Dear God, Please Help Them to Change.

A manager I know has a very inspiring poster on his door about leadership and accountability. It is obvious that he knows the value of these qualities.

It is also obvious that he avoids conflict.

Outside his door, the employees fester with discontent, confusion, drama, and unhealthy competition. Turnover is high. Energy is low.

He hopes that someday things will improve.

He doesn’t know that it is his move.

He also doesn’t know that once he sets clear boundaries, has the courage to quit making excuses, and to follow up tenaciously with coaching and development plans, his fear of conflict will go away.

Those things that we complain about, that keep us awake at night, that drain our energy during the day are actually in our hands to fix. Here is the formula:

  1. An apology
  2. Honest ownership of the dysfunction
  3. Agreement to start over
  4. Setting a when-things-fall-apart contingency

For the manager to his employees, it might sound like this:

“I owe you an apology. I have failed you by not communicating my expectations clearly and by failing to deal with things as they came up. Can we start over? Here is my specific wish-list. What is yours? Let’s talk again in a few days, see how we are doing, and recalibrate if necessary.”

Sometimes, the relationship will not work despite our best efforts, but we will never know if it could have been fixed if we don’t take responsibility for our part first.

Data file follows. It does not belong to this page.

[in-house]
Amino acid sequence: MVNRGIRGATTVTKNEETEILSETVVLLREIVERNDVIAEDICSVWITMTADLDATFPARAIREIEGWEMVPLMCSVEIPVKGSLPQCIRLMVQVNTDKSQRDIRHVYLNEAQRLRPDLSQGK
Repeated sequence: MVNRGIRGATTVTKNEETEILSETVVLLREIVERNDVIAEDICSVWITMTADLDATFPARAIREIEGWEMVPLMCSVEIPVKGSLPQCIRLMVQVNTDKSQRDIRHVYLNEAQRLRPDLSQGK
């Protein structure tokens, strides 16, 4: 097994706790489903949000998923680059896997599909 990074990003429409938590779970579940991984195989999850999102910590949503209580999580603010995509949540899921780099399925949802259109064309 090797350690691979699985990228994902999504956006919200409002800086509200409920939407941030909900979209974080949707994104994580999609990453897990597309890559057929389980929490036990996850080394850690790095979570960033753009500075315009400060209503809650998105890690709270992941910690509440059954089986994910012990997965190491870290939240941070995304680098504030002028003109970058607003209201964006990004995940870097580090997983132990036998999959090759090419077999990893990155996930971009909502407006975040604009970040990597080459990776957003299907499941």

Check-up:

  1. Are you assuming people know what you are unhappy about?
  2. Are you expecting those around you to read your mind or to interpret the world through your eyes?
  3. Have you been honest enough to state your desires with emotional detachment (minus the drama)?
  4. Have you remembered that your happiness is not dependent upon what others do but upon your own courage to move forward?
  5. Do you set contingencies in order to avoid indigestion and regression when things go sideways?

Image result for accountability quotes

Image result for accountability quotes

The Boss That Didn’t See

A friend recently told me her boss always said hello to his employees every morning, asking them about their families and vacations, etc., but he never really listened to their replies, and he was good at turning everything into a story about himself.

Because I work as a management consultant, I can bet this boss congratulates himself regularly for talking to his employees, when, in fact, the employees would gladly forgo the stories about his kids and travels for a boss that cared enough to see them as his equals.

boss

(By the way, not just bosses are subject to this malady.)

Two-Minute Tune-Up 3.31.12 Boss Talk

I had a sudden revelation this week. 

Fourteen years after leaving the restaurant business, I finally fully appreciate the difficulty my bosses had with me. Those I thought to be heartless money-grubbers who had lost touch with reality (especially when they demanded better performance from me), have turned out to be decent human beings who were merely looking for leaders and hoping that I would rise above the crowd.

How much easier my life would have been had I acknowledged this and given them the benefit of a doubt instead of insisting on the vilification of “the boss.”

Life lesson: If doors of opportunity do not swing open for us, it may because we have bolted them from the inside.